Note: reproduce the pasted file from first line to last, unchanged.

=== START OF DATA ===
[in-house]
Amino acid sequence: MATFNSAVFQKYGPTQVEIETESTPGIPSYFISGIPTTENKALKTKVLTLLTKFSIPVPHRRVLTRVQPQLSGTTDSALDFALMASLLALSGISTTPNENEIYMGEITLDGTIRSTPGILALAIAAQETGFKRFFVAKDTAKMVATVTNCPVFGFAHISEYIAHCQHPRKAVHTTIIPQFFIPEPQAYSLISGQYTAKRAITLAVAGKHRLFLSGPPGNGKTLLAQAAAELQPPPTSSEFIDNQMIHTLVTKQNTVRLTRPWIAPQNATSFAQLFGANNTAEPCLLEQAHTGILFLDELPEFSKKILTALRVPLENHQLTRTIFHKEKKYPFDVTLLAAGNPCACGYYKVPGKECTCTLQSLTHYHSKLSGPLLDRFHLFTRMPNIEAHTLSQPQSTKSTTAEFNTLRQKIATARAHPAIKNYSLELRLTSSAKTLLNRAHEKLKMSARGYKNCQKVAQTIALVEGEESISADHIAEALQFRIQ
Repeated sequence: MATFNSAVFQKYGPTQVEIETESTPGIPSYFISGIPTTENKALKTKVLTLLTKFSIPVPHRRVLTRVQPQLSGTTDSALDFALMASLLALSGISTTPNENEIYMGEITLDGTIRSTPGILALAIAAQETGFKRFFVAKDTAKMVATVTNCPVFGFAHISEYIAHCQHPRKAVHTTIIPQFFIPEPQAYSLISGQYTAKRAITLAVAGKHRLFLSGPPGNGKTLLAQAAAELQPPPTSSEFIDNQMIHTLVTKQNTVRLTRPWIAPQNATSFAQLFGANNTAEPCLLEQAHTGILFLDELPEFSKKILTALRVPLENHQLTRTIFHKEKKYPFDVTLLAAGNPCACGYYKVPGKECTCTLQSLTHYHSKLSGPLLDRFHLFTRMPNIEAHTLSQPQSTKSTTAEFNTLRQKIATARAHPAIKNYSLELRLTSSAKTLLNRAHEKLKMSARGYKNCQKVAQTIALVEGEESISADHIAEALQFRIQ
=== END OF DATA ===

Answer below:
[in-house]
Amino acid sequence: MATFNSAVFQKYGPTQVEIETESTPGIPSYFISGIPTTENKALKTKVLTLLTKFSIPVPHRRVLTRVQPQLSGTTDSALDFALMASLLALSGISTTPNENEIYMGEITLDGTIRSTPGILALAIAAQETGFKRFFVAKDTAKMVATVTNCPVFGFAHISEYIAHCQHPRKAVHTTIIPQFFIPEPQAYSLISGQYTAKRAITLAVAGKHRLFLSGPPGNGKTLLAQAAAELQPPPTSSEFIDNQMIHTLVTKQNTVRLTRPWIAPQNATSFAQLFGANNTAEPCLLEQAHTGILFLDELPEFSKKILTALRVPLENHQLTRTIFHKEKKYPFDVTLLAAGNPCACGYYKVPGKECTCTLQSLTHYHSKLSGPLLDRFHLFTRMPNIEAHTLSQPQSTKSTTAEFNTLRQKIATARAHPAIKNYSLELRLTSSAKTLLNRAHEKLKMSARGYKNCQKVAQTIALVEGEESISADHIAEALQFRIQ
Repeated sequence: MATFNSAVFQKYGPTQVEIETESTPGIPSYFISGIPTTENKALKTKVLTLLTKFSIPVPHRRVLTRVQPQLSGTTDSALDFALMASLLALSGISTTPNENEIYMGEITLDGTIRSTPGILALAIAAQETGFKRFFVAKDTAKMVATVTNCPVFGFAHISEYIAHCQHPRKAVHTTIIPQFFIPEPQAYSLISGQYTAKRAITLAVAGKHRLFLSGPPGNGKTLLAQAAAELQPPPTSSEFIDNQMIHTLVTKQNTVRLTRPWIAPQNATSFAQLFGANNTAEPCLLEQAHTGILFLDELPEFSKKILTALRVPLENHQLTRTIFHKEKKYPFDVTLLAAGNPCACGYYKVPGKECTCTLQSLTHYHSKLSGPLLDRFHLFTRMPNIEAHTLSQPQSTKSTTAEFNTLRQKIATARAHPAIKNYSLELRLTSSAKTLLNRAHEKLKMSARGYKNCQKVAQTIALVEGEESISADHIAEALQFRIQ